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April 19, 2015

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Harry Reid criticizes GOP opposition to jobs bill, vows to force vote


Steve Marcus

Senate Majority Leader Harry Reid (D-NV) smiles during a news conference following a Las Vegas Chamber of Commerce luncheon at the Four Seasons Hotel in Las Vegas Wednesday, August 31, 2011.

Sun Coverage

In his first-ever Twitter town hall, Senate Majority Leader Harry Reid charged Republicans are holding up progress on President Barack Obama’s jobs bill. But he still plans to push the Senate to vote on the $450 billion measure.

“We’re going to have the Republicans belly up to the bar and turn down this plan that will create hundreds of thousands of jobs,” Reid said, as he fielded questions via the social-media web platform.

He also included online poker in his jobs message: “We have millions and millions of people that are playing online right now...what we need to do is make it legal. Online poker would create jobs, and lots of jobs.”

Reid also promised that he would bring up a bipartisan bill to censure China’s currency-lowering practices, and expressed incredulity that bills to fund transportation projects had not yet progressed. Oklahoma Republican Sen. Tom Coburn has been objecting to funding dedicated specifically to bike paths -- an issue Reid referred to without naming the senator. Coburn wants to make the funds dedicated to walking and bike trails open to states’ discretion -- a change that in most places, would mean those projects wouldn’t see any money.

Reid’s 30-minute town hall ran for closer to 20 minutes, and included plenty of local shout-outs: to Nevada-based Bombard Electric (“that little company has done good things; they were the ones who put a solar unit at my home in Nevada.”); D.W. Bistro of Spring Valley; and townhalls in Las Vegas -- though that one was rather the opposite of a shout-out ("Guarantee I have more people at my Twitter town hall. I’ve been to some of those town hall meetings where six or seven people show up on a good day.”)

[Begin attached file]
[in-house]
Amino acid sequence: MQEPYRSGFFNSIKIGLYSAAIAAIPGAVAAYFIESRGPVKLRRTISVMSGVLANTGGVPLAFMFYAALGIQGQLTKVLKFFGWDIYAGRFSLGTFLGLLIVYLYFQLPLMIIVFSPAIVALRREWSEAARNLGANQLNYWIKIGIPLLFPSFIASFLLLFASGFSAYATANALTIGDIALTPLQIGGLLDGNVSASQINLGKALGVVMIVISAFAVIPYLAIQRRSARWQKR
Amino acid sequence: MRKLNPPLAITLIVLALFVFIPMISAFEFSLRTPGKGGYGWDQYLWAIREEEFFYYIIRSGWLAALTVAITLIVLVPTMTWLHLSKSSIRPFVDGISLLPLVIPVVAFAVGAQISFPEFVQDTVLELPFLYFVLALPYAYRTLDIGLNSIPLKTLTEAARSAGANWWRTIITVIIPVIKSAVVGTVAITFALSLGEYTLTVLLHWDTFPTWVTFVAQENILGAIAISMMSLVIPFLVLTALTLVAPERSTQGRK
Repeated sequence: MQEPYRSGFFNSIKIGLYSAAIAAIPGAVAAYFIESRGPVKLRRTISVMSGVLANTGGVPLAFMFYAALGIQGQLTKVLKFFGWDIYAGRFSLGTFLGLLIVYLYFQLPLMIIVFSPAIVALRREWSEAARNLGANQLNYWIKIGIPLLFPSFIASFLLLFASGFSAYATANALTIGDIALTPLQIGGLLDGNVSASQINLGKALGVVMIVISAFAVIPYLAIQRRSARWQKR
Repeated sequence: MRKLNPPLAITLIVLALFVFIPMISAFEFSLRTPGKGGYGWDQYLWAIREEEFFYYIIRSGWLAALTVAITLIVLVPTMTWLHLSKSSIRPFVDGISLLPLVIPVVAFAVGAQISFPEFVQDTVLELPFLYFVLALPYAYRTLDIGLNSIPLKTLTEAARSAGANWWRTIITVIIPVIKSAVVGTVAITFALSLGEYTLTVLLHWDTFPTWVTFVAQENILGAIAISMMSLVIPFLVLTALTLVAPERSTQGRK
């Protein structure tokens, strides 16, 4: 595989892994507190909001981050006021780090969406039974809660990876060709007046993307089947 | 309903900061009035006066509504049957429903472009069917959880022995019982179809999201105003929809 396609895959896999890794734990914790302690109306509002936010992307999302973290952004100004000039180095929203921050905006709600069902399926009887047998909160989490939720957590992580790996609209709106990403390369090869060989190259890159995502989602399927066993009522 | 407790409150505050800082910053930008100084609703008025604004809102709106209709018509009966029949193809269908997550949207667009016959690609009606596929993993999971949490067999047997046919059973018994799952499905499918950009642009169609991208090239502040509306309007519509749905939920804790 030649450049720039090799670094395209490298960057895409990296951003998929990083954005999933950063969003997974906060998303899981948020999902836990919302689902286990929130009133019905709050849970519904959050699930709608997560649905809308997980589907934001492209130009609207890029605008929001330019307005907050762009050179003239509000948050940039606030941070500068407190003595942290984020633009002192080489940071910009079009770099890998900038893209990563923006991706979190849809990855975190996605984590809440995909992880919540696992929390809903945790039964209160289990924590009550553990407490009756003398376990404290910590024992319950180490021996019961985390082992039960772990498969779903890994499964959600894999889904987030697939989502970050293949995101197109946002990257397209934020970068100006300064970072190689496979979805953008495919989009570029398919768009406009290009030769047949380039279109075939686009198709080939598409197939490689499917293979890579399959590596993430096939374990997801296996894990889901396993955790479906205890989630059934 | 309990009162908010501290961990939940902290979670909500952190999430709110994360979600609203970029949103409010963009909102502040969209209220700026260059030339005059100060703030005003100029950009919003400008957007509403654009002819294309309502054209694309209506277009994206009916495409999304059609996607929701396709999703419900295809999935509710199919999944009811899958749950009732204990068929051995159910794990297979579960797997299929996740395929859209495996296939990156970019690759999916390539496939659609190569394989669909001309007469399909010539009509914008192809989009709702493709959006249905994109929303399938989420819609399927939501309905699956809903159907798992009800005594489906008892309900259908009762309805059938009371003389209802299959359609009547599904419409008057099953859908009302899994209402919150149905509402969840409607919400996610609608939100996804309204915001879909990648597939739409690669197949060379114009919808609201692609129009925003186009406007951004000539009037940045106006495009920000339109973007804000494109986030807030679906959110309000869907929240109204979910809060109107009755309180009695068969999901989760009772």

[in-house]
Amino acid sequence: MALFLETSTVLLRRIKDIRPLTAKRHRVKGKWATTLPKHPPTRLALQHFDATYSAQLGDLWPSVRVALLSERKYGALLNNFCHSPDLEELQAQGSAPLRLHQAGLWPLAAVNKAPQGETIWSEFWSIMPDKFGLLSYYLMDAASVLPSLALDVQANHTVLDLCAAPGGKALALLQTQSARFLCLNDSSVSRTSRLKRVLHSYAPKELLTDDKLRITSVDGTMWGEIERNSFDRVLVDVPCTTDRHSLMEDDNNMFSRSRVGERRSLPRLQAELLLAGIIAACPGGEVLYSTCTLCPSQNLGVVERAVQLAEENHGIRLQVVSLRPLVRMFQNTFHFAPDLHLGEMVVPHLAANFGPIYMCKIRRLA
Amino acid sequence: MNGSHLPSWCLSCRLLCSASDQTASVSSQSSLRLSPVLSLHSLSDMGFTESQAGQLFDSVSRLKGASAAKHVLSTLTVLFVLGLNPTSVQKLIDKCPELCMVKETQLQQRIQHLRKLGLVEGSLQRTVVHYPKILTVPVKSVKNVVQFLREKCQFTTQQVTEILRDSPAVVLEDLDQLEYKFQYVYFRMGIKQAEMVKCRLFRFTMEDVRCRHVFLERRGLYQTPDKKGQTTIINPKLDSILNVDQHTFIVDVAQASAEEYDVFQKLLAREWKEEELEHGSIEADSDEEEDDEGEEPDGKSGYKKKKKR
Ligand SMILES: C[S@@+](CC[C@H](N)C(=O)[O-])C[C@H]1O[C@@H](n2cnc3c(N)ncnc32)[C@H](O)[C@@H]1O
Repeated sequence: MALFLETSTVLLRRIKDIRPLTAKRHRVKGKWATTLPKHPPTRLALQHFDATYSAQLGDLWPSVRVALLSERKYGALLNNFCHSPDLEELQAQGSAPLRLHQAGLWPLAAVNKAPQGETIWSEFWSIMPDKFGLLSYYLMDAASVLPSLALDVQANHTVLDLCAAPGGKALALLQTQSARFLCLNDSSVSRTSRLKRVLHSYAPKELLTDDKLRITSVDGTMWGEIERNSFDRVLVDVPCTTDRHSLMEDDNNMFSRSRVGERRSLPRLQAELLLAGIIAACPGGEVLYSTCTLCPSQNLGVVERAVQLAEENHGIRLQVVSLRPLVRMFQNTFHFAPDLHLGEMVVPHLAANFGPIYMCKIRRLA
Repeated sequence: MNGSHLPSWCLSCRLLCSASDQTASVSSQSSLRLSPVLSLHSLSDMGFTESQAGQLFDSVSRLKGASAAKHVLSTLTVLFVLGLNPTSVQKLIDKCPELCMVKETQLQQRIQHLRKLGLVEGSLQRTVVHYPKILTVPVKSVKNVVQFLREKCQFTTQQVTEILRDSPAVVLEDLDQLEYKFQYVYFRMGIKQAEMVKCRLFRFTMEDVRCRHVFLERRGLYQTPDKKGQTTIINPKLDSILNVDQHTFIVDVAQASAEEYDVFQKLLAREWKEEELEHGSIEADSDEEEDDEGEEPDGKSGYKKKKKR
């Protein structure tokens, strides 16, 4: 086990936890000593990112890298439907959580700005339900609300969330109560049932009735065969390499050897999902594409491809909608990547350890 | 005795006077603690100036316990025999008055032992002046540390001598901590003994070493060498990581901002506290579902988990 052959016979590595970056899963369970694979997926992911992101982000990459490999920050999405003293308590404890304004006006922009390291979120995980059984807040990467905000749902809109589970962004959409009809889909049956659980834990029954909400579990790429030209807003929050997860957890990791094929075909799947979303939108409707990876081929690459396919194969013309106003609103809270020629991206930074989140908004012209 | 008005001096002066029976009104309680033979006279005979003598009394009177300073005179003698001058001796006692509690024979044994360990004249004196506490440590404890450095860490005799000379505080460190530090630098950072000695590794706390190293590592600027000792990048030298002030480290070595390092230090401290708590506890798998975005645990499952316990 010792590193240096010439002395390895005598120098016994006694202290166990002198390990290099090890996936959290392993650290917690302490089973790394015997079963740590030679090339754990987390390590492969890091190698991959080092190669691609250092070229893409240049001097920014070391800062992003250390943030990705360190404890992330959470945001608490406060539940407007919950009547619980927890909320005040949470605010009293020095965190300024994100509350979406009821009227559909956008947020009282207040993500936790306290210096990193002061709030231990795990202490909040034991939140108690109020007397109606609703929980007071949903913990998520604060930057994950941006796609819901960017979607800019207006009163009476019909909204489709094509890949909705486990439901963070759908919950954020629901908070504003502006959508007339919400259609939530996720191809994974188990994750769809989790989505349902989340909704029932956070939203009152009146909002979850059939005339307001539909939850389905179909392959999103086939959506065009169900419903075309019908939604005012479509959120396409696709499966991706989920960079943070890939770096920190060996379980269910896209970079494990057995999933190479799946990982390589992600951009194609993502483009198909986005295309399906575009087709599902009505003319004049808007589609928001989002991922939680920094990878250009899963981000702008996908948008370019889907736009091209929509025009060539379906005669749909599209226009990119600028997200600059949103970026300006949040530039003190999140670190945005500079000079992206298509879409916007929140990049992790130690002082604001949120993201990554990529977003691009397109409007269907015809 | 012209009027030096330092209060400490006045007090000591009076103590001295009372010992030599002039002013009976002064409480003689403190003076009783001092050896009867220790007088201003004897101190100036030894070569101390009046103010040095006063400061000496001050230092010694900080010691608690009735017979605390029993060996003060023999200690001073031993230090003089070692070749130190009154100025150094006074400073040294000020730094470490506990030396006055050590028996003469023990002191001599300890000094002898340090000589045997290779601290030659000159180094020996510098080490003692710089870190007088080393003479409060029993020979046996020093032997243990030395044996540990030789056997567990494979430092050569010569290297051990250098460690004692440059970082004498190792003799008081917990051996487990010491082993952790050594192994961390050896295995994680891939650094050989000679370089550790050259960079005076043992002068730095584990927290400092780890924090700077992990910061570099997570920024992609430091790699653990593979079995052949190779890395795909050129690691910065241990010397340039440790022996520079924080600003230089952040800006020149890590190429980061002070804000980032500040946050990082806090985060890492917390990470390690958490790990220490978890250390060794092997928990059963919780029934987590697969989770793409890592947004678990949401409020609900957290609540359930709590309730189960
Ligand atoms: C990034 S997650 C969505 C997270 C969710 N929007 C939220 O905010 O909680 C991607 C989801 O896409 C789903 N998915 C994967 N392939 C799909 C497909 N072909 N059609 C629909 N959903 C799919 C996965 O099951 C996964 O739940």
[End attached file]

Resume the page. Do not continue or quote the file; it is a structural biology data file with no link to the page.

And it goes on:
The questions he fielded appeared to provide more of a platform for him to explain his positions than challenge his critics.

Among the handful of questions he took were a query from Sen. Jay Rockefeller about whether a bill on disaster relief funding could pass, and a question from the National Council of La Raza. Moderator and Deputy Chief of Staff Darrel Thompson skipped questions from Republicans about Reid’s personal finances, why the Senate hadn’t yet taken up most House economic bills and his support for Nevada Senate candidate Shelley Berkley.

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  1. From the Detroit Free Press:

    Twenty-five of the 100 largest U.S. corporations paid their chief executives more than they paid the U.S Government in federal income taxes last year, according to a report released Wednesday.

    The 25 firms that paid out more in CEO compensation than U.S. taxes reported average global profits of $1.9 billion, the think tank said.

    Among the firms it cited are International Paper, Prudential Financial, General Electric, Verizon Communications, Bank of New York Mellon, Boeing, Stanley Black & Decker, Chesapeake Energy and eBay.

    The nonprofit Institute for Policy Studies said the 25 CEOs averaged $16.7 million in 2010 salary and other compensation. Most of the companies they ran, meanwhile, came out ahead at tax time, collecting tax refunds that averaged $304 million, according to its review of public filings.

    acejoker: the corporate world doesn't center around Las Vegas. The Corporate world is cash rich and hoarding as much as possible to pay their owners and CEOs, while creating periodic layoffs to bargain down the average pay of their employees.

    So the chorus from Judy Garland still rings true:

    I am here to state
    I'm here to relate
    To explain
    and make it plain that:
    I`m just wild about Harry
    and Harry's wild about me;

    Sig'em Harry.

  2. Obama helped out Bank of America in Stimulus 1, now wants to lay off 40,000 Americans.

    Obama says Stimulus 2 will be just as successful, if not more.

    Gotta love Obama math.

  3. I don't think it will make any new jobs...but i'm sure the tax increases he has in the bill will cost some. Way to go with the gimme more theme.